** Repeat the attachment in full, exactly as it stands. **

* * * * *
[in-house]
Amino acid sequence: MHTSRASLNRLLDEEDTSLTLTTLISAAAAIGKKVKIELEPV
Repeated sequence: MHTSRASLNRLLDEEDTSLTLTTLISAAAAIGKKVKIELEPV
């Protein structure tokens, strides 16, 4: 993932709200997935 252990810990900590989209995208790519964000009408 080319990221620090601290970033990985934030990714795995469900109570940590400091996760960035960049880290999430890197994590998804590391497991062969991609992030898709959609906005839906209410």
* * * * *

[in-house]
Amino acid sequence: MHTSRASLNRLLDEEDTSLTLTTLISAAAAIGKKVKIELEPV
Repeated sequence: MHTSRASLNRLLDEEDTSLTLTTLISAAAAIGKKVKIELEPV
């Protein structure tokens, strides 16, 4: 993932709200997935 252990810990900590989209995208790519964000009408 080319990221620090601290970033990985934030990714795995469900109570940590400091996760960035960049880290999430890197994590998804590391497991062969991609992030898709959609906005839906209410």